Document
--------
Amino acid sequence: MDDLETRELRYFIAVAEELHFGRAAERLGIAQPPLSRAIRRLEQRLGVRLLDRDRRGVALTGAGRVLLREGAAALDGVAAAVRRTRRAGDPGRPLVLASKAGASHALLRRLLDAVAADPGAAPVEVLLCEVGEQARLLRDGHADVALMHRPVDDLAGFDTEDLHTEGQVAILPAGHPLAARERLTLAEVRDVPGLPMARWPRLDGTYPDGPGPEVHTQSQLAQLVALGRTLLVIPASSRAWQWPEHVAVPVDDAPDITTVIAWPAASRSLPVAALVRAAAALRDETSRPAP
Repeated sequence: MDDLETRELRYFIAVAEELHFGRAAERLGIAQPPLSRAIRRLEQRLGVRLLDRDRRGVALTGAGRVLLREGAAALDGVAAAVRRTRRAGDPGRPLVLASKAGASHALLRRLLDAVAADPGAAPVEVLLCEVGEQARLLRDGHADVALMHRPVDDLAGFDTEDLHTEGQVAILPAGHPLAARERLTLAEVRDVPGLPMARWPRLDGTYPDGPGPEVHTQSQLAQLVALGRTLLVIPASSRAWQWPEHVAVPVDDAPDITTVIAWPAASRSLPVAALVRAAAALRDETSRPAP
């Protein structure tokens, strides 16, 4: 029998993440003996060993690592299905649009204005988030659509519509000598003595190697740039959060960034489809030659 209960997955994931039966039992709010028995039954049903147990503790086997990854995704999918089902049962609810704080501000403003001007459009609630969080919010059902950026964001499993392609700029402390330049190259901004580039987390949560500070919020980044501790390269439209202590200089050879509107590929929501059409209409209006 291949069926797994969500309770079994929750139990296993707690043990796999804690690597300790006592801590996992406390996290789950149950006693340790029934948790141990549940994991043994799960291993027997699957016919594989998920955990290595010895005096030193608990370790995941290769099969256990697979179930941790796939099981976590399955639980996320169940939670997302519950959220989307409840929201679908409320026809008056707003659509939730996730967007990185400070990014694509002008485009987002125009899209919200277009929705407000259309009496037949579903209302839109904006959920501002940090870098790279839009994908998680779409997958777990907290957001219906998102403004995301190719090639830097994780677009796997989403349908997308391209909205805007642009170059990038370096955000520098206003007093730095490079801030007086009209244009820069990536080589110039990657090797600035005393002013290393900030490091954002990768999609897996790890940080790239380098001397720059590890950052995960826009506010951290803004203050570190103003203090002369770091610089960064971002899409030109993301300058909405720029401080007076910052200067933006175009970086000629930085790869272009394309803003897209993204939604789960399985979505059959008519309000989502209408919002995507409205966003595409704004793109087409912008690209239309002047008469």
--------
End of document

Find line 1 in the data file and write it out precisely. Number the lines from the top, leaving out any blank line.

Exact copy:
Amino acid sequence: MDDLETRELRYFIAVAEELHFGRAAERLGIAQPPLSRAIRRLEQRLGVRLLDRDRRGVALTGAGRVLLREGAAALDGVAAAVRRTRRAGDPGRPLVLASKAGASHALLRRLLDAVAADPGAAPVEVLLCEVGEQARLLRDGHADVALMHRPVDDLAGFDTEDLHTEGQVAILPAGHPLAARERLTLAEVRDVPGLPMARWPRLDGTYPDGPGPEVHTQSQLAQLVALGRTLLVIPASSRAWQWPEHVAVPVDDAPDITTVIAWPAASRSLPVAALVRAAAALRDETSRPAP